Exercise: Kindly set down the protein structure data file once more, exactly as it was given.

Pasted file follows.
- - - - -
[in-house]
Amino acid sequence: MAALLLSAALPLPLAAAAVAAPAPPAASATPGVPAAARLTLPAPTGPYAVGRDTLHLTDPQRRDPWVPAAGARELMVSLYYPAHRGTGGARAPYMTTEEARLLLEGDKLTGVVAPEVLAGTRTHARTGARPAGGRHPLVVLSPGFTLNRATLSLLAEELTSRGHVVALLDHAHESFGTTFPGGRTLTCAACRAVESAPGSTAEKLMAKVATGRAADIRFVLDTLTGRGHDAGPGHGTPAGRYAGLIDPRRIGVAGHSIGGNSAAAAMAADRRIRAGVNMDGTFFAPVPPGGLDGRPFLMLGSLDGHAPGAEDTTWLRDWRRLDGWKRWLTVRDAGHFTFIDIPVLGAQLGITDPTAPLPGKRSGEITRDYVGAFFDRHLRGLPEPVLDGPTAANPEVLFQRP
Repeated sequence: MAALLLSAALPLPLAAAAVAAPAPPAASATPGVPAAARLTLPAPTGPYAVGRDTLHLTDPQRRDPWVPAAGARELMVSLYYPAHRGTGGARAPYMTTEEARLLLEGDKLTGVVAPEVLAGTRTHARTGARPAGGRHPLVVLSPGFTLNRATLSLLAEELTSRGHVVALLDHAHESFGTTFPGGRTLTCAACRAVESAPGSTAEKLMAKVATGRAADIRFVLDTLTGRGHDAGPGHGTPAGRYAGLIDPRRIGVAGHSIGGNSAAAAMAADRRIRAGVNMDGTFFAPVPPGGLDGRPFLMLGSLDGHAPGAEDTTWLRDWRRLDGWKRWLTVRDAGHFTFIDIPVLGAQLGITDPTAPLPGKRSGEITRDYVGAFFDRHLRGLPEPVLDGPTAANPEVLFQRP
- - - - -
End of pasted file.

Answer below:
[in-house]
Amino acid sequence: MAALLLSAALPLPLAAAAVAAPAPPAASATPGVPAAARLTLPAPTGPYAVGRDTLHLTDPQRRDPWVPAAGARELMVSLYYPAHRGTGGARAPYMTTEEARLLLEGDKLTGVVAPEVLAGTRTHARTGARPAGGRHPLVVLSPGFTLNRATLSLLAEELTSRGHVVALLDHAHESFGTTFPGGRTLTCAACRAVESAPGSTAEKLMAKVATGRAADIRFVLDTLTGRGHDAGPGHGTPAGRYAGLIDPRRIGVAGHSIGGNSAAAAMAADRRIRAGVNMDGTFFAPVPPGGLDGRPFLMLGSLDGHAPGAEDTTWLRDWRRLDGWKRWLTVRDAGHFTFIDIPVLGAQLGITDPTAPLPGKRSGEITRDYVGAFFDRHLRGLPEPVLDGPTAANPEVLFQRP
Repeated sequence: MAALLLSAALPLPLAAAAVAAPAPPAASATPGVPAAARLTLPAPTGPYAVGRDTLHLTDPQRRDPWVPAAGARELMVSLYYPAHRGTGGARAPYMTTEEARLLLEGDKLTGVVAPEVLAGTRTHARTGARPAGGRHPLVVLSPGFTLNRATLSLLAEELTSRGHVVALLDHAHESFGTTFPGGRTLTCAACRAVESAPGSTAEKLMAKVATGRAADIRFVLDTLTGRGHDAGPGHGTPAGRYAGLIDPRRIGVAGHSIGGNSAAAAMAADRRIRAGVNMDGTFFAPVPPGGLDGRPFLMLGSLDGHAPGAEDTTWLRDWRRLDGWKRWLTVRDAGHFTFIDIPVLGAQLGITDPTAPLPGKRSGEITRDYVGAFFDRHLRGLPEPVLDGPTAANPEVLFQRP